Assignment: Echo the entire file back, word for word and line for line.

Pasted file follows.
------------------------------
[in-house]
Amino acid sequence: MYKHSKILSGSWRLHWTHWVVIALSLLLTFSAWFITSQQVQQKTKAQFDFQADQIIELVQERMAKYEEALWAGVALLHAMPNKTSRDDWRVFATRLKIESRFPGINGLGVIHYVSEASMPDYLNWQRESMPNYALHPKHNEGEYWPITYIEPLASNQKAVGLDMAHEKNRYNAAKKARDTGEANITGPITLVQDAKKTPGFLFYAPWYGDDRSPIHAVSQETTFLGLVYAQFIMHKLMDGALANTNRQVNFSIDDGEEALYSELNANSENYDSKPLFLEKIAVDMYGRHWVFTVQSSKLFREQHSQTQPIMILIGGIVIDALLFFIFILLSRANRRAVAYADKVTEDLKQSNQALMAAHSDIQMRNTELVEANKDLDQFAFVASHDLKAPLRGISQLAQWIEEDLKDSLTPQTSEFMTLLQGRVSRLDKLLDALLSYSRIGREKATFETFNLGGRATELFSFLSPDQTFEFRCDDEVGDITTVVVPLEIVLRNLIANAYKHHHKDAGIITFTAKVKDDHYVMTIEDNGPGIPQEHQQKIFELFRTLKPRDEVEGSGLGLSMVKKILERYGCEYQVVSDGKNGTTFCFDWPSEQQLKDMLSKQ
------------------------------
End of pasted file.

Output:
[in-house]
Amino acid sequence: MYKHSKILSGSWRLHWTHWVVIALSLLLTFSAWFITSQQVQQKTKAQFDFQADQIIELVQERMAKYEEALWAGVALLHAMPNKTSRDDWRVFATRLKIESRFPGINGLGVIHYVSEASMPDYLNWQRESMPNYALHPKHNEGEYWPITYIEPLASNQKAVGLDMAHEKNRYNAAKKARDTGEANITGPITLVQDAKKTPGFLFYAPWYGDDRSPIHAVSQETTFLGLVYAQFIMHKLMDGALANTNRQVNFSIDDGEEALYSELNANSENYDSKPLFLEKIAVDMYGRHWVFTVQSSKLFREQHSQTQPIMILIGGIVIDALLFFIFILLSRANRRAVAYADKVTEDLKQSNQALMAAHSDIQMRNTELVEANKDLDQFAFVASHDLKAPLRGISQLAQWIEEDLKDSLTPQTSEFMTLLQGRVSRLDKLLDALLSYSRIGREKATFETFNLGGRATELFSFLSPDQTFEFRCDDEVGDITTVVVPLEIVLRNLIANAYKHHHKDAGIITFTAKVKDDHYVMTIEDNGPGIPQEHQQKIFELFRTLKPRDEVEGSGLGLSMVKKILERYGCEYQVVSDGKNGTTFCFDWPSEQQLKDMLSKQ